GOP Enthusiasm Fueled By Trump Could Undercut Democrats' Midterm Hopes Interviews with more than 50 Republican voters in various states found many parts of the GOP coalition are feeling well-served and ready to defy Trump critics by showing up to vote in November.
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GOP Enthusiasm Fueled By Trump Could Undercut Democrats' Midterm Hopes

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GOP Enthusiasm Fueled By Trump Could Undercut Democrats' Midterm Hopes

GOP Enthusiasm Fueled By Trump Could Undercut Democrats' Midterm Hopes

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LULU GARCIA-NAVARRO, HOST:

Time now for another Weekend Long Listen. If you've been watching what's happening in the midterm elections so far, you've been hearing a lot of this.

(SOUNDBITE OF RECORDING MONTAGE)

UNIDENTIFIED PERSON #1: Last night, the big winner of all the contests was President Donald J. Trump.

UNIDENTIFIED PERSON #2: Our party is strong. It is vibrant. But it is fueled by the people who elected President Trump.

UNIDENTIFIED PERSON #3: We are the party of President Donald J. Trump.

GARCIA-NAVARRO: Usually, a president's party loses power in the midterms as enthusiasm softens. But President Trump has a near 90 percent approval rating among Republicans, and so he thinks his supporters will defy history. He's been tweeting that a red wave is coming in November. To find out just how the president has kept his base so fired up, NPR's Asma Khalid has been traveling the country talking to Republican voters.

ASMA KHALID, BYLINE: Some of the president's strongest supporters are white, working-class men - people like James Weekley, a retired baker in Columbus. I meet him when I go knocking on doors with Working America - it's a political group affiliated with the AFL-CIO.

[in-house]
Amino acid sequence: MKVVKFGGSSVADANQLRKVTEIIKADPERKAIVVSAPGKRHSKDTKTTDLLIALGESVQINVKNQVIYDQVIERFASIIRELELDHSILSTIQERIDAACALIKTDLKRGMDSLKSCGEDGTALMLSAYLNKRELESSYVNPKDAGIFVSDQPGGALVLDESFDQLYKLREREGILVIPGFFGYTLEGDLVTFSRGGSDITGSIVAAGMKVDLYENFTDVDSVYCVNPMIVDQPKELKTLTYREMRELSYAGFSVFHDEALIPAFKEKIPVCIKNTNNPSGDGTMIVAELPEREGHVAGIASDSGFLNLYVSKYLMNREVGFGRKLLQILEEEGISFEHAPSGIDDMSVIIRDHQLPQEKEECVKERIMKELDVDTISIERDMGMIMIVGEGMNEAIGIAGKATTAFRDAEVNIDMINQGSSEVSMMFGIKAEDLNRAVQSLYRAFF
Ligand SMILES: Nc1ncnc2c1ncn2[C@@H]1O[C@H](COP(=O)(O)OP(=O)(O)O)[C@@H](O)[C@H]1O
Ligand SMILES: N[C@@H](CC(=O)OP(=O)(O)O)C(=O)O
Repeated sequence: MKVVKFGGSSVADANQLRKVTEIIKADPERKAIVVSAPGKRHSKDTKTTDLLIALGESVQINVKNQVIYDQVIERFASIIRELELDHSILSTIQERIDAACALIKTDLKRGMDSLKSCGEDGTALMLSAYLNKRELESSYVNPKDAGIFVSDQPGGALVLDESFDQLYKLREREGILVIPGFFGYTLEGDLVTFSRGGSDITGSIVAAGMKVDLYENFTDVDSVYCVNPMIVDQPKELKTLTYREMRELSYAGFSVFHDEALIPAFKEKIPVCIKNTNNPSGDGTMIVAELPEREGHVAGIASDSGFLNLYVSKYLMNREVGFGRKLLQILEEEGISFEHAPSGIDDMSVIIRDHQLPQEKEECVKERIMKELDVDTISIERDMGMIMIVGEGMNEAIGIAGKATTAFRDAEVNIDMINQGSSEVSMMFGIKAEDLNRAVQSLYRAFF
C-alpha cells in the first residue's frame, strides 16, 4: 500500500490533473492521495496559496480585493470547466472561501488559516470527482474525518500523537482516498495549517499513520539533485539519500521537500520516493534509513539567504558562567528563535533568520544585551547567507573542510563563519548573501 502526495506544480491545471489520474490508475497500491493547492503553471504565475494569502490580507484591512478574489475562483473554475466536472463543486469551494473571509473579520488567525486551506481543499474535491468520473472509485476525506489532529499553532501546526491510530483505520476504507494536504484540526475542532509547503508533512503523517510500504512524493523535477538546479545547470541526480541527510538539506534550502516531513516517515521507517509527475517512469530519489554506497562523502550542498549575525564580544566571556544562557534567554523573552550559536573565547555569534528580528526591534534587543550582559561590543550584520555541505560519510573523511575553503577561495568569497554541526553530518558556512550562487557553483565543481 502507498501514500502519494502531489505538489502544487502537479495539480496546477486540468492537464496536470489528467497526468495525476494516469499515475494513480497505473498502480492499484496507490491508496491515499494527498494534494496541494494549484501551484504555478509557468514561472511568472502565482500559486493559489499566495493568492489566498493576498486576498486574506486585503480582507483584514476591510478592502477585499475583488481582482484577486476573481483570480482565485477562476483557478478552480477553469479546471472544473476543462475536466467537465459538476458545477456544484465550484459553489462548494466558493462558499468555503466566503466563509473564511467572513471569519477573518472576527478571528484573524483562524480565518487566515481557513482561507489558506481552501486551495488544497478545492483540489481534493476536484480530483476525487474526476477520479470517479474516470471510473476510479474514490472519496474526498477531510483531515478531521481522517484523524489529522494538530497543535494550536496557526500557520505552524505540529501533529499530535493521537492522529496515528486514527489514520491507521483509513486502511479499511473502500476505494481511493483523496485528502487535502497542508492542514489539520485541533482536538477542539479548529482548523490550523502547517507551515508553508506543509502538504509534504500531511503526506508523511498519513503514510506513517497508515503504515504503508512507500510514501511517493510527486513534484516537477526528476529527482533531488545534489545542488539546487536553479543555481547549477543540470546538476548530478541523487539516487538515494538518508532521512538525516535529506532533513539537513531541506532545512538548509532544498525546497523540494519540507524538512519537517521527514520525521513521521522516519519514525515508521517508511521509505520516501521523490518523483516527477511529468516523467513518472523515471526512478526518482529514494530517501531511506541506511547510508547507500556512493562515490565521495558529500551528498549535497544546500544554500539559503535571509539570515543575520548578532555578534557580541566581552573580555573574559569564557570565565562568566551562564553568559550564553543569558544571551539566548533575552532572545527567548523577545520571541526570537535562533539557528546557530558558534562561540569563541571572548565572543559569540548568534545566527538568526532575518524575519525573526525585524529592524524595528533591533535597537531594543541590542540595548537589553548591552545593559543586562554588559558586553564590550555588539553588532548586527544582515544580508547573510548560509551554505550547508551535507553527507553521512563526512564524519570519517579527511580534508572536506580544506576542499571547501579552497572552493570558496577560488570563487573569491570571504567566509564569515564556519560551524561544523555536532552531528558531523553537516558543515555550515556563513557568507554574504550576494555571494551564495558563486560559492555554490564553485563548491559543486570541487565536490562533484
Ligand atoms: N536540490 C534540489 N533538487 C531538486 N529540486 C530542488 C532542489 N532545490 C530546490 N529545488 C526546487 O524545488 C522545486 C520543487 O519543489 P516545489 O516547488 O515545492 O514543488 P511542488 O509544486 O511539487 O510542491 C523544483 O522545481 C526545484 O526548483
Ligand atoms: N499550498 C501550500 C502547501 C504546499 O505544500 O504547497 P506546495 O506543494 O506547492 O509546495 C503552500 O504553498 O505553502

(SOUNDBITE OF KNOCKING)

KHALID: And before I even get a chance to ask Weekley about the president, he begins praising Trump's hard-line immigration policies.

JAMES WEEKLEY: Well, he's sending some of the foreigners back where they belong.

KHALID: Widespread deportations may not be popular among the general public, but they are incredibly popular among a core group of Trump's supporters. Polling has shown that blue-collar voters who support Trump are anxious about cultural changes.

WEEKLEY: Pretty soon it's going to cost us more and more and more to live here in this country because we're keeping them people and feeding them.

KHALID: White, working-class men like Weekley are one of four key types of voters in the president's base. The others are veterans, evangelicals and suburban, college-educated Republicans. President Trump is more popular in his party than any president since World War II, with the exception of George W. Bush in the aftermath of 9/11. Between trade, taxes, immigration and Supreme Court justices, President Trump has given each of his core constituencies a reason to say thanks and come back for more this November.

And Billy Neibler is eager to thank the president. I pull into his driveway just south of Columbus. And before I even get out of my rental car, I spot a massive Confederate flag in his garage. The South will rise again, it proclaims - never mind that we're in the North. Neibler is originally from Kentucky. He's a welder who thinks the country's gotten soft.

BILLY NEIBLER: I've been called names. And, you know, and you just say something back or just - maybe you got in a fistfight. But it wasn't this - you know, college campuses - they've got safe spaces so you can go and cry.

KHALID: Neibler admires the president for his power and personality. But he also credits President Trump for the economy.

NEIBLER: I'm gonna say if he keeps doing what he's doing, he'll be the best president in my lifetime.

KHALID: My next stop is southern West Virginia - a state where nearly 10 percent of the population are veterans. I drive through Logan County to the local vet center, where all but one of the guys I meet voted for Trump. Rudy Varney's a Vietnam War vet. And he says he's impressed with the budget increases Trump has gotten for the military. And he also loves the president's idea of a military parade on Veterans Day.